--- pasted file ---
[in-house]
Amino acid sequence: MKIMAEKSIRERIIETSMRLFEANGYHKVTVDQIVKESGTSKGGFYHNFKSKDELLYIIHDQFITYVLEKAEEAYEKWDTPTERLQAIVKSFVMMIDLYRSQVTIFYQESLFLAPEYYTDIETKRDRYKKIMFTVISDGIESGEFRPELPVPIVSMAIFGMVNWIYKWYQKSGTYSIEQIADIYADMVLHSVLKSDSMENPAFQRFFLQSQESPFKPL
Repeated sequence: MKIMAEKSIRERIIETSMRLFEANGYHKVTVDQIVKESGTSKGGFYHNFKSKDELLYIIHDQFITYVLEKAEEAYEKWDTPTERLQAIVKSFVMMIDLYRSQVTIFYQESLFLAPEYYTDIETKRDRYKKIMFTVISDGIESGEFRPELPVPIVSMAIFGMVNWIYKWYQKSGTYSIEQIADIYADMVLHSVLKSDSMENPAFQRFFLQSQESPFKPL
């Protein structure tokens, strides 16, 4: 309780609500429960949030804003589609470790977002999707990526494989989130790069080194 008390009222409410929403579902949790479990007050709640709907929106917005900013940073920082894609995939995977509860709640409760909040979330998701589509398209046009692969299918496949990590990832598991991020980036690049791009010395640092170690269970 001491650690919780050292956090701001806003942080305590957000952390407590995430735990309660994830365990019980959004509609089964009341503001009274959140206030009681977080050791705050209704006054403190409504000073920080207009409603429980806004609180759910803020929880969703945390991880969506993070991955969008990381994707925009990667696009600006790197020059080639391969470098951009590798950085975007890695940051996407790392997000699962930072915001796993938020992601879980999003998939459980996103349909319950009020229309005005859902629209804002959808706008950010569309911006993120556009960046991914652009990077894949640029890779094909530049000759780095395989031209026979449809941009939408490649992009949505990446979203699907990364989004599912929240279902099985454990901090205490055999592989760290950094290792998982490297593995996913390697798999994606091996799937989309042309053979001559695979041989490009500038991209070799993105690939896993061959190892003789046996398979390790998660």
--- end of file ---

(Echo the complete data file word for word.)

[in-house]
Amino acid sequence: MKIMAEKSIRERIIETSMRLFEANGYHKVTVDQIVKESGTSKGGFYHNFKSKDELLYIIHDQFITYVLEKAEEAYEKWDTPTERLQAIVKSFVMMIDLYRSQVTIFYQESLFLAPEYYTDIETKRDRYKKIMFTVISDGIESGEFRPELPVPIVSMAIFGMVNWIYKWYQKSGTYSIEQIADIYADMVLHSVLKSDSMENPAFQRFFLQSQESPFKPL
Repeated sequence: MKIMAEKSIRERIIETSMRLFEANGYHKVTVDQIVKESGTSKGGFYHNFKSKDELLYIIHDQFITYVLEKAEEAYEKWDTPTERLQAIVKSFVMMIDLYRSQVTIFYQESLFLAPEYYTDIETKRDRYKKIMFTVISDGIESGEFRPELPVPIVSMAIFGMVNWIYKWYQKSGTYSIEQIADIYADMVLHSVLKSDSMENPAFQRFFLQSQESPFKPL
């Protein structure tokens, strides 16, 4: 309780609500429960949030804003589609470790977002999707990526494989989130790069080194 008390009222409410929403579902949790479990007050709640709907929106917005900013940073920082894609995939995977509860709640409760909040979330998701589509398209046009692969299918496949990590990832598991991020980036690049791009010395640092170690269970 001491650690919780050292956090701001806003942080305590957000952390407590995430735990309660994830365990019980959004509609089964009341503001009274959140206030009681977080050791705050209704006054403190409504000073920080207009409603429980806004609180759910803020929880969703945390991880969506993070991955969008990381994707925009990667696009600006790197020059080639391969470098951009590798950085975007890695940051996407790392997000699962930072915001796993938020992601879980999003998939459980996103349909319950009020229309005005859902629209804002959808706008950010569309911006993120556009960046991914652009990077894949640029890779094909530049000759780095395989031209026979449809941009939408490649992009949505990446979203699907990364989004599912929240279902099985454990901090205490055999592989760290950094290792998982490297593995996913390697798999994606091996799937989309042309053979001559695979041989490009500038991209070799993105690939896993061959190892003789046996398979390790998660």